The first involves a your man who was living alone in a South American country.  He was extremely poor and his family was basically gone.  Having absolutely no personal resources for even necessities, he became involved with a local gang.  To be clear, he was not one of the leaders, or even a major participant in gang activities, acting instead as the occasional lookout.  Significantly, he really did not want any part of the gang lifestyle.  He eventually fled his home country and sought asylum in the United States.  He was afraid to return to his country after leaving, because of his well-founded belief that the gang he was previously involved with may kill him.

Part of the admission process here involved meeting with a mental health therapist whose position was government-related.  The therapist took notes of their meetings, which included discussions of his gang-related activities.  Without any prior knowledge or consent of the young man or the therapist, these notes came to light in connection with a hearing that was held to determine whether he could be admitted to the United States.  The notes supported the conclusion that he was gang-involved in his home country, which will probably end his quest for admission to the United States and force his deportation back to his home country. Continue reading ›

We receive many inquiries from defendants who are currently required to register pursuant to Megan’s Law, and are on Community Supervision for Life or Parole Supervision for Life, about termination of their overly burdensome and needlessly restrictive obligations. In light of a recent New Jersey Supreme Court case, we believe that this may be a good time to review some of the basics of a successful termination motion.

Briefly, people who are saddled with Megan’s and lifetime supervision requirements can apply for relief under the following circumstances, pursuant to N.J.S.A. 2C:7-2(f). First, the application may not be made for at least 15 years from the date of conviction or release from custody, whichever is later. Next, the applicant must be able to show that they were offense-free during that time period. Finally, the applicant must be able to show that they are not a threat to the safety of others. This last requirement is typically satisfied by submitting a written evaluation from a forensic psychologist along with the motion papers.

However, pursuant to N.J.S.A. 2C:7-2(g), certain defendants are not eligible for relief. These include defendants with more than one sex offense, or defendants convicted of aggravated sexual assault or sexual assault as defined in the State’s criminal code.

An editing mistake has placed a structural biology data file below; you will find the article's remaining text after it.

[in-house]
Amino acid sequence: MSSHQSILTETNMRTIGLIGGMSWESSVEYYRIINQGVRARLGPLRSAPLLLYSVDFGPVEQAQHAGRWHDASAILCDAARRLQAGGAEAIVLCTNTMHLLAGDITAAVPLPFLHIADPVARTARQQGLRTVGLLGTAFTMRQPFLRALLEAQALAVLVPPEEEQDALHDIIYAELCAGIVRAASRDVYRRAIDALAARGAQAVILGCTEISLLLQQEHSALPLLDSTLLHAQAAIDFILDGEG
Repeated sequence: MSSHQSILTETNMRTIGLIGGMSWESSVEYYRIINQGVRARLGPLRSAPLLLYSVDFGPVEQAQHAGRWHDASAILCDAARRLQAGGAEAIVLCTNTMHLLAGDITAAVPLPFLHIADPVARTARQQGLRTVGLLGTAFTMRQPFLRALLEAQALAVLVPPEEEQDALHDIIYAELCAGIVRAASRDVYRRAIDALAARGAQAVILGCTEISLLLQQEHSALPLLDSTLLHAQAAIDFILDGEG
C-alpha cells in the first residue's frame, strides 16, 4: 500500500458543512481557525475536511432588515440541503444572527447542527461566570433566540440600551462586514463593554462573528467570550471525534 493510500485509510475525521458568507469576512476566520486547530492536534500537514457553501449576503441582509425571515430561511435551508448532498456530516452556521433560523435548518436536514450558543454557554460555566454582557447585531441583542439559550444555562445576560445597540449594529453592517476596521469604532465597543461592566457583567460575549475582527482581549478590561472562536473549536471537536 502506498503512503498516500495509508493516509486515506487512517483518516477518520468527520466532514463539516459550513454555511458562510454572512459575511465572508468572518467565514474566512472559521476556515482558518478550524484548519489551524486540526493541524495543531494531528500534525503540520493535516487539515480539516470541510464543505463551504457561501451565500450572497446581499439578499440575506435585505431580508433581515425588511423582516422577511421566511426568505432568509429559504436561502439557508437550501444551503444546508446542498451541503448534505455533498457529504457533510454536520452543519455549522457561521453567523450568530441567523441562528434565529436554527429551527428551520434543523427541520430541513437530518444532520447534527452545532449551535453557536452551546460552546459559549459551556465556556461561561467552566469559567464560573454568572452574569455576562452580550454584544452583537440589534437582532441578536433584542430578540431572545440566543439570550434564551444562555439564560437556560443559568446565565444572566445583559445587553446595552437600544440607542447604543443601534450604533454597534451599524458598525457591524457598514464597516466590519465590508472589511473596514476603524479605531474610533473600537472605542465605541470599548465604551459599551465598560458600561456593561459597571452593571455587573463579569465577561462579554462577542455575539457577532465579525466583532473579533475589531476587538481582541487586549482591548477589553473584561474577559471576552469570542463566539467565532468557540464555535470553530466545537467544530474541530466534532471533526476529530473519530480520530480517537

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Anyone who has ever sat through a jury trial knows the level of attention received by the jury. Tremendous care goes into selecting the jury, as is evident by the nature and extent of the questioning of whole panels and individual jurors, and the related decisions that the parties make concerning peremptory challenges.  But what happens after the jury is selected? How should the court deal with issues of juror misconduct? As the recently decided case of State v. Isakova illustrates, any inappropriate conduct by jurors that comes to a court’s attention must be taken seriously and thoroughly investigated.

Defendant was a former corrections officer who was indicted for participating in a scheme to smuggle tobacco into a jail. His conviction was reversed on appeal for various reasons. Among them was a finding by the Appellate Division that the trial court erred in failing to investigate allegations that a juror introduced extraneous information during jury deliberations.

During deliberations, Juror Number Seven sent a note to the trial judge asking him to remove Juror Number Nine because she had family that were cops, her husband was in jail, and her husband used to get things when he was in jail. The court questioned Juror Number Seven after the jury had indicated that it had reached a unanimous verdict. During that colloquy, the juror stated that Juror Number Nine was biased in her opinions and was making several jurors uncomfortable. The trial court refused to interview Juror Number Nine because it believed that there was nothing in Juror Number Seven’s note that triggered a concern about Juror Number Nine’s ability to deliberate with the other jurors. Continue reading ›

A criminal case can end in a variety of ways including a verdict at trial, a plea, a dismissal, or admission to a diversionary program. Two diversionary programs that may be available to New Jersey criminal defendants are Drug Court and Pre-Trial Intervention, or PTI. This post focuses on some of the basics of PTI.